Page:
Ed Murray, Mayor
SUBJECT: Seattle Parks to hold first of two public meetings tonight on future operations of community centers; second is Thursday, June 16
6/15/2011 2:40:00 PM
Seattle Parks to hold first of two public meetings tonight on future operations of community centers; second is Thursday, June 16
Seattle Parks and Recreation will hold the first of two public meetings tonight to ask for public input on a range of options for future operations of community centers.
- Wednesday, June 15
Bitter Lake Community Center
13035 Linden Ave. N
7 - 8:30 p.m.
- Thursday, June 16
Jefferson Community Center
3801 Beacon Ave. S
7 - 8:30 p.m.
The City of Seattle’s revenues are growing at a very low rate as a result of the weak economic recovery from the Great Recession. As a result, the City does not have sufficient resources to maintain our current mix of services and the Mayor and City Council must make difficult choices about how much to reduce City services in 2012.
In response to a City Council directive, Seattle Parks and Recreation, working closely with the Mayor and City Council, and with extensive community input, came up with nine options relating to community centers.
Parks asks that community members to rate these nine options via an online survey before July 1.
Over the summer, the Mayor’s Office and Seattle Parks and Recreation will determine which options (or portions of options) make the most sense. The Mayor will include those in the 2012 budget he submits to City Council on September 26. City Council will then consider the proposed budget and finalize its adopted budget. In making their decisions about community center operations, both the Mayor and City Council will consider the survey results, and consider comments received after the survey closes.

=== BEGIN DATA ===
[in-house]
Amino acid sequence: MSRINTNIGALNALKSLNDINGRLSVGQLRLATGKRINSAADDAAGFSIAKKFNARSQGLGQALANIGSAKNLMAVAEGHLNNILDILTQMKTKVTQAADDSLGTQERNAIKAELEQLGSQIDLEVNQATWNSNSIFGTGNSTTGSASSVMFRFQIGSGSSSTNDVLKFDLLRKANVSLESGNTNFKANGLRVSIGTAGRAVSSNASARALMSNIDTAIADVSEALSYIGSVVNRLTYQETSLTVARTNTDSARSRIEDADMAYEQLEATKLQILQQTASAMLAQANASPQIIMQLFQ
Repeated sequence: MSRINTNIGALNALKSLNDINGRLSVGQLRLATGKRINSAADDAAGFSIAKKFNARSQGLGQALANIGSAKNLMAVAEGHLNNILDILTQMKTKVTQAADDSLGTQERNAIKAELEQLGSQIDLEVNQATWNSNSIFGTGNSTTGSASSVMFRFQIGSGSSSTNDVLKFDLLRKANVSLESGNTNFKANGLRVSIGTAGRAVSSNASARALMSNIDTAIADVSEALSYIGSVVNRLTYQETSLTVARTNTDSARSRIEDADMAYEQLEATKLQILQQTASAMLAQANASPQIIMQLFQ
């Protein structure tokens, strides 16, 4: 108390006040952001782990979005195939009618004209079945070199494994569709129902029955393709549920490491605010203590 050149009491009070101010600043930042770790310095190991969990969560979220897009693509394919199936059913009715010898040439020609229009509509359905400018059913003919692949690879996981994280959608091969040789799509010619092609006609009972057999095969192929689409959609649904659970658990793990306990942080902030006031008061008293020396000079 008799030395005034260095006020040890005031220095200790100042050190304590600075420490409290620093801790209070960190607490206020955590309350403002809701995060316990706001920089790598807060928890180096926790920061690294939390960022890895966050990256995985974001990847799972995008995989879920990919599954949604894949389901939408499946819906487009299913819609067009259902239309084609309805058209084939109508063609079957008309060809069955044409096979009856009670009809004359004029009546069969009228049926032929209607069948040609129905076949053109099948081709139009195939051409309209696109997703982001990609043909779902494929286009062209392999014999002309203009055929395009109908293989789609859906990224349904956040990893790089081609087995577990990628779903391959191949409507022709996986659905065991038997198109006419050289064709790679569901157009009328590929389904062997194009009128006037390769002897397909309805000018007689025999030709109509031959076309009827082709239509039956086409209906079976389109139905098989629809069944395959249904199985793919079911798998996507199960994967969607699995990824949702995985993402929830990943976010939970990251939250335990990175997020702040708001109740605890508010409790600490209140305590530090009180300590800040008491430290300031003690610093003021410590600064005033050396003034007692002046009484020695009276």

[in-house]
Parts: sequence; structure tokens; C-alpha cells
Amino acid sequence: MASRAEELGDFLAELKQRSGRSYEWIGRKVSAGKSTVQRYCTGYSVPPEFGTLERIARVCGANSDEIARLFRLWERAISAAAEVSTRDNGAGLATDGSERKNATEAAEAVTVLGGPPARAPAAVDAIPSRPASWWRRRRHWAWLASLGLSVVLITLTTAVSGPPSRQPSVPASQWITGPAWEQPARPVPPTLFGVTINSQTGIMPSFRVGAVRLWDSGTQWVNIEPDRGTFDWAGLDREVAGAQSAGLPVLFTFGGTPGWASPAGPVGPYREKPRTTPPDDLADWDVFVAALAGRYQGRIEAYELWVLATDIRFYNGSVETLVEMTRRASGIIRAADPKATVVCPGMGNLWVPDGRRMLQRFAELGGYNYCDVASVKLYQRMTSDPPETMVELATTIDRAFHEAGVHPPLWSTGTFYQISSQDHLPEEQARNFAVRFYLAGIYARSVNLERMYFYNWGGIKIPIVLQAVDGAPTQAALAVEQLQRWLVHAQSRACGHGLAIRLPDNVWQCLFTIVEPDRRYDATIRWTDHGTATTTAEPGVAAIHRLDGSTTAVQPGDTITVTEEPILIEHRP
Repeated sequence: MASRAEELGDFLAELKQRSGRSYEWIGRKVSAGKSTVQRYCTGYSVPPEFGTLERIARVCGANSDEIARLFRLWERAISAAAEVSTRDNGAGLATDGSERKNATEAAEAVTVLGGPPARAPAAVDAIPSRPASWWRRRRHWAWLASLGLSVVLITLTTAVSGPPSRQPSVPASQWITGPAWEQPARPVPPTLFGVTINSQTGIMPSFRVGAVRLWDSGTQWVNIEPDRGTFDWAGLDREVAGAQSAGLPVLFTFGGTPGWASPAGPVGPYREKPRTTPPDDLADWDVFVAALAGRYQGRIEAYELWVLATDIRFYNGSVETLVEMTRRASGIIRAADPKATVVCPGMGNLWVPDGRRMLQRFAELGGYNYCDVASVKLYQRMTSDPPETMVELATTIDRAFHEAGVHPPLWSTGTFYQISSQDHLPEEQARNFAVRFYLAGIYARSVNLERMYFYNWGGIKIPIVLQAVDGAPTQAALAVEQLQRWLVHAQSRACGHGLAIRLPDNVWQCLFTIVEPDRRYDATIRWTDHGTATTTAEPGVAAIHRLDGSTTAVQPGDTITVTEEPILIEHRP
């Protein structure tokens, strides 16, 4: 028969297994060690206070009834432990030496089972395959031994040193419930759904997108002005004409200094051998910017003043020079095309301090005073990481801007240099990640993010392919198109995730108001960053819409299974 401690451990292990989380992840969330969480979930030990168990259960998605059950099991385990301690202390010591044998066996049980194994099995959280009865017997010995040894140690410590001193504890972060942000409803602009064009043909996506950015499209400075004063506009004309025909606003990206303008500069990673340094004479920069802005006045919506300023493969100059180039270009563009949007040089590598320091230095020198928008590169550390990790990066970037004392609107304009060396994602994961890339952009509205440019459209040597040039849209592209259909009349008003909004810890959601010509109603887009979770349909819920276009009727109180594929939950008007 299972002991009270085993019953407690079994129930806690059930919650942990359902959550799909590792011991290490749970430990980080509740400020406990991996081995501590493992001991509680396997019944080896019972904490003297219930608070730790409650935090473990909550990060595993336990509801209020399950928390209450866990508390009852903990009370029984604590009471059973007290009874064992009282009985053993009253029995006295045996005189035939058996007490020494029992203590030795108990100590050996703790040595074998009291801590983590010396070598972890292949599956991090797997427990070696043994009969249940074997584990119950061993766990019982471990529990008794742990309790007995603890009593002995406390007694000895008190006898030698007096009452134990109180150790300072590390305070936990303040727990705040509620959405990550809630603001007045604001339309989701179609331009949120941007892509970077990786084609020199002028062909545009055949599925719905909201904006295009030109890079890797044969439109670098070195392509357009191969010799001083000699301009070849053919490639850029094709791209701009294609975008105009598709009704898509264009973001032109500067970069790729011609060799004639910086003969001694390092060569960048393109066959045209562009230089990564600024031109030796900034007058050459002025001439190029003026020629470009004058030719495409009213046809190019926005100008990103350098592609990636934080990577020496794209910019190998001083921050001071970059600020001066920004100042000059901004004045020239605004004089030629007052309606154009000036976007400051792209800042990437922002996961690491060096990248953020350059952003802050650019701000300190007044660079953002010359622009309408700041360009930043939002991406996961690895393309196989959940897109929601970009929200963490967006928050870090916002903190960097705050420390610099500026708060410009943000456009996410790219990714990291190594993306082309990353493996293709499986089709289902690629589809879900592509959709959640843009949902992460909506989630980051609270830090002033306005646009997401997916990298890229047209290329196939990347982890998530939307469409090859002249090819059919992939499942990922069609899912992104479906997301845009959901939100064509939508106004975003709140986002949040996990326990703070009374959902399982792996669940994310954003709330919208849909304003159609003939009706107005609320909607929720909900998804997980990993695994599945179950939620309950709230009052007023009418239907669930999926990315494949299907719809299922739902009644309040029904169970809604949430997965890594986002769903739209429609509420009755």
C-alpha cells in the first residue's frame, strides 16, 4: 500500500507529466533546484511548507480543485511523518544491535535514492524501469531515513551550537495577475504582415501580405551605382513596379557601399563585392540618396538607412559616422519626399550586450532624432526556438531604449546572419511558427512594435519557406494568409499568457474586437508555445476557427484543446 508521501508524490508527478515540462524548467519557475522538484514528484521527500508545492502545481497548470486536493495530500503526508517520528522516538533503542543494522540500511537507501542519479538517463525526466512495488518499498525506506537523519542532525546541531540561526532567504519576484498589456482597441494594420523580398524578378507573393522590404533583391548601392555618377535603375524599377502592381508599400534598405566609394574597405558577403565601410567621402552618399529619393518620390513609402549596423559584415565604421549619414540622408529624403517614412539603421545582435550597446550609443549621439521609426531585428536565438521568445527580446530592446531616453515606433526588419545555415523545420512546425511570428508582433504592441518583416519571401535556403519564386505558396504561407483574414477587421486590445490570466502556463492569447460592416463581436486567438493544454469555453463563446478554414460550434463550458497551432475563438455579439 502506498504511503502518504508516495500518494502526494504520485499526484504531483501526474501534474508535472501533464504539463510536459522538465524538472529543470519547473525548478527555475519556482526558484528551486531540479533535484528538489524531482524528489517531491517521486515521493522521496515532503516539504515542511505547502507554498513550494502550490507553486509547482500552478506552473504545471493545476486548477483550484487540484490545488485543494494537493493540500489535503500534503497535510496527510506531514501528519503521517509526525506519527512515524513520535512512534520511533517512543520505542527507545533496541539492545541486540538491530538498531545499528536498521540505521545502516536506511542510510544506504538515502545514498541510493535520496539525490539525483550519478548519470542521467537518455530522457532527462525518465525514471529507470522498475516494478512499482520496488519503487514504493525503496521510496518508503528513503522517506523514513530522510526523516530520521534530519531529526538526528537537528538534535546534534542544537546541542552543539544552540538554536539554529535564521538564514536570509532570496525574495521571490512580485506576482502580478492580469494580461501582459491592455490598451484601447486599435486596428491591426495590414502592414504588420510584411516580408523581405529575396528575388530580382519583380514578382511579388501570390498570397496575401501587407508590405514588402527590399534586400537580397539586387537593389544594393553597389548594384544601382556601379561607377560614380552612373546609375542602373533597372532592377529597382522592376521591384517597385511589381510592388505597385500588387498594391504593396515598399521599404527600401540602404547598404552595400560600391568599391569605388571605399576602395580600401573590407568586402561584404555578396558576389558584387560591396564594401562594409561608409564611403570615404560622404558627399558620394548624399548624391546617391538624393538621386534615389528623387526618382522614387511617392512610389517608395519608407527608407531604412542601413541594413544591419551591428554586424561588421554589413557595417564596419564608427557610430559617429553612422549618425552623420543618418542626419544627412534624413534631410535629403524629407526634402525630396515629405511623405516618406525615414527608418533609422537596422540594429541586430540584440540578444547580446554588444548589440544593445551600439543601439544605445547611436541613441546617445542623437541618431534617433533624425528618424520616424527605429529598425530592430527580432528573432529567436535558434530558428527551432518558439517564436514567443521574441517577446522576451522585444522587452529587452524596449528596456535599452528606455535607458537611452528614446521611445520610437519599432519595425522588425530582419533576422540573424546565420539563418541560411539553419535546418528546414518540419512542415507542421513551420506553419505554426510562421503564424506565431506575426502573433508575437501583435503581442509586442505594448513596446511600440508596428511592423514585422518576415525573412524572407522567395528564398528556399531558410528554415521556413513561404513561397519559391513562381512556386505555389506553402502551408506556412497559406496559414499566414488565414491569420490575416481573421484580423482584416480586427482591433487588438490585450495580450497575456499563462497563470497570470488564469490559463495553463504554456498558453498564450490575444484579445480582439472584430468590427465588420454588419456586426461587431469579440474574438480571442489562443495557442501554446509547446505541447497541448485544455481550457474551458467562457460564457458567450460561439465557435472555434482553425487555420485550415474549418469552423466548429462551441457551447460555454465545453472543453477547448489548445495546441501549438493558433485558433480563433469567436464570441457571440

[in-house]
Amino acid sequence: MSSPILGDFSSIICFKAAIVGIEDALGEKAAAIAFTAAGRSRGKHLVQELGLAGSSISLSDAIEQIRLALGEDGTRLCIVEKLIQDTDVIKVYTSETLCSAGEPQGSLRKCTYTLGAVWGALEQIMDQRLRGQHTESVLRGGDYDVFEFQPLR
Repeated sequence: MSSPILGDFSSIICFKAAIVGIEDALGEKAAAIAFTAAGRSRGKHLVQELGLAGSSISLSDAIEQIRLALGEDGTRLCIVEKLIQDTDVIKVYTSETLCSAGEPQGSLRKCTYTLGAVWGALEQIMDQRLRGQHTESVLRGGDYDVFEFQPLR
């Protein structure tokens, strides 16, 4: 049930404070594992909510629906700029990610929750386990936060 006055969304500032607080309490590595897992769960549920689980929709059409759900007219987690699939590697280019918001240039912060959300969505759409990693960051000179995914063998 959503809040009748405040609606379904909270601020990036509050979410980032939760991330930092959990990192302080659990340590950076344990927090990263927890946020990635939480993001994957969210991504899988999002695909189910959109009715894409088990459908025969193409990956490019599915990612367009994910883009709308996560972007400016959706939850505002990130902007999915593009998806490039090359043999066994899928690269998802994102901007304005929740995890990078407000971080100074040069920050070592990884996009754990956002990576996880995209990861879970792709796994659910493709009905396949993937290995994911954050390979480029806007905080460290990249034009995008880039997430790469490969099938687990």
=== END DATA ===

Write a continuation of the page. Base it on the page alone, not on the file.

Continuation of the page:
These nine options, created in the last six months with careful analysis and extensive public involvement, will allow the City to make creative, thoughtful, and data-driven changes to how we operate our community centers. Changes and service reductions are inevitable given our current financial constraints. The new operational approaches identified through the Community Center Advisory Team (CCAT) process is an important step in providing the City with options for how to provide maximize community center services in this new fiscal reality. But there will also be exciting new opportunities that emerge from our new operational model and from new partnerships with volunteers and other service providers.
The online survey is available through Friday, July 1. After July 1, please send your comments to the Mayor and City Council through their websites.
For more information on the City Council directive and the work of the committee, please go to http://seattle.gov/parks/centers/operations.htm.
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